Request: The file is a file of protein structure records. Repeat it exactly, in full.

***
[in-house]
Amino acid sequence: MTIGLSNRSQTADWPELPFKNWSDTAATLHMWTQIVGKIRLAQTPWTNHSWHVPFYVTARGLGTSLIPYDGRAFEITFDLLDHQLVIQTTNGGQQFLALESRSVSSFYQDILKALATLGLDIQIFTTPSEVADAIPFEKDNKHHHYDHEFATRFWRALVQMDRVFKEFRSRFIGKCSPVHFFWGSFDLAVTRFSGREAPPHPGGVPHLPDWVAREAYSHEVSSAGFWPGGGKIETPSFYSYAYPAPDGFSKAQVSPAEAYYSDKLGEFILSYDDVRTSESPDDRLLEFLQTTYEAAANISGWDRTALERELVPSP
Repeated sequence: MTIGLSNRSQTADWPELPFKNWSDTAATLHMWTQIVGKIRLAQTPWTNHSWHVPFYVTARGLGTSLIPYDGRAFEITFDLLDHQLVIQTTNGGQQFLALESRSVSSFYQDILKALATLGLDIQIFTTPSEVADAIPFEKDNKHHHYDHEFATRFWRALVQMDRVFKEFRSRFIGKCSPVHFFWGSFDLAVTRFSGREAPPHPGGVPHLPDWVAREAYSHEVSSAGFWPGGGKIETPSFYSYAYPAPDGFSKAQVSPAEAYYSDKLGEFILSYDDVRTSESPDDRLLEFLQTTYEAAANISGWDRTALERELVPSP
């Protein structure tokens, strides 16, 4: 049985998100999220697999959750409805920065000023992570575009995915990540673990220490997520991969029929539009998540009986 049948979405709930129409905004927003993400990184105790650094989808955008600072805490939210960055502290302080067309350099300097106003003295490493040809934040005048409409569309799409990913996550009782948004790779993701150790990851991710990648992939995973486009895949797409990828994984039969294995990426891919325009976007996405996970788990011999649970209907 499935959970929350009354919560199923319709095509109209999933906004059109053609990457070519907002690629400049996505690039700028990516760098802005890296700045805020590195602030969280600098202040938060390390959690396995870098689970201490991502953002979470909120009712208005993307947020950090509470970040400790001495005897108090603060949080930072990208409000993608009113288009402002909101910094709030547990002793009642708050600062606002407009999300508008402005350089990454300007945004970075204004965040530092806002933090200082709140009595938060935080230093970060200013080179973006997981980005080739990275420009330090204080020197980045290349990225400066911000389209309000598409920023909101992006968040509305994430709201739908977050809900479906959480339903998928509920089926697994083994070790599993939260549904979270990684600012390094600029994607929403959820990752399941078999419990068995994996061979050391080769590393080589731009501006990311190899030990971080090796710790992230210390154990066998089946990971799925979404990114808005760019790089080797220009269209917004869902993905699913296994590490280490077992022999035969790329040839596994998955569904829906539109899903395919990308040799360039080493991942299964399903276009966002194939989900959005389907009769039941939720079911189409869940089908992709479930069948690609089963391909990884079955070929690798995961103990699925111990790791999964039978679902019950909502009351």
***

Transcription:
[in-house]
Amino acid sequence: MTIGLSNRSQTADWPELPFKNWSDTAATLHMWTQIVGKIRLAQTPWTNHSWHVPFYVTARGLGTSLIPYDGRAFEITFDLLDHQLVIQTTNGGQQFLALESRSVSSFYQDILKALATLGLDIQIFTTPSEVADAIPFEKDNKHHHYDHEFATRFWRALVQMDRVFKEFRSRFIGKCSPVHFFWGSFDLAVTRFSGREAPPHPGGVPHLPDWVAREAYSHEVSSAGFWPGGGKIETPSFYSYAYPAPDGFSKAQVSPAEAYYSDKLGEFILSYDDVRTSESPDDRLLEFLQTTYEAAANISGWDRTALERELVPSP
Repeated sequence: MTIGLSNRSQTADWPELPFKNWSDTAATLHMWTQIVGKIRLAQTPWTNHSWHVPFYVTARGLGTSLIPYDGRAFEITFDLLDHQLVIQTTNGGQQFLALESRSVSSFYQDILKALATLGLDIQIFTTPSEVADAIPFEKDNKHHHYDHEFATRFWRALVQMDRVFKEFRSRFIGKCSPVHFFWGSFDLAVTRFSGREAPPHPGGVPHLPDWVAREAYSHEVSSAGFWPGGGKIETPSFYSYAYPAPDGFSKAQVSPAEAYYSDKLGEFILSYDDVRTSESPDDRLLEFLQTTYEAAANISGWDRTALERELVPSP
């Protein structure tokens, strides 16, 4: 049985998100999220697999959750409805920065000023992570575009995915990540673990220490997520991969029929539009998540009986 049948979405709930129409905004927003993400990184105790650094989808955008600072805490939210960055502290302080067309350099300097106003003295490493040809934040005048409409569309799409990913996550009782948004790779993701150790990851991710990648992939995973486009895949797409990828994984039969294995990426891919325009976007996405996970788990011999649970209907 499935959970929350009354919560199923319709095509109209999933906004059109053609990457070519907002690629400049996505690039700028990516760098802005890296700045805020590195602030969280600098202040938060390390959690396995870098689970201490991502953002979470909120009712208005993307947020950090509470970040400790001495005897108090603060949080930072990208409000993608009113288009402002909101910094709030547990002793009642708050600062606002407009999300508008402005350089990454300007945004970075204004965040530092806002933090200082709140009595938060935080230093970060200013080179973006997981980005080739990275420009330090204080020197980045290349990225400066911000389209309000598409920023909101992006968040509305994430709201739908977050809900479906959480339903998928509920089926697994083994070790599993939260549904979270990684600012390094600029994607929403959820990752399941078999419990068995994996061979050391080769590393080589731009501006990311190899030990971080090796710790992230210390154990066998089946990971799925979404990114808005760019790089080797220009269209917004869902993905699913296994590490280490077992022999035969790329040839596994998955569904829906539109899903395919990308040799360039080493991942299964399903276009966002194939989900959005389907009769039941939720079911189409869940089908992709479930069948690609089963391909990884079955070929690798995961103990699925111990790791999964039978679902019950909502009351």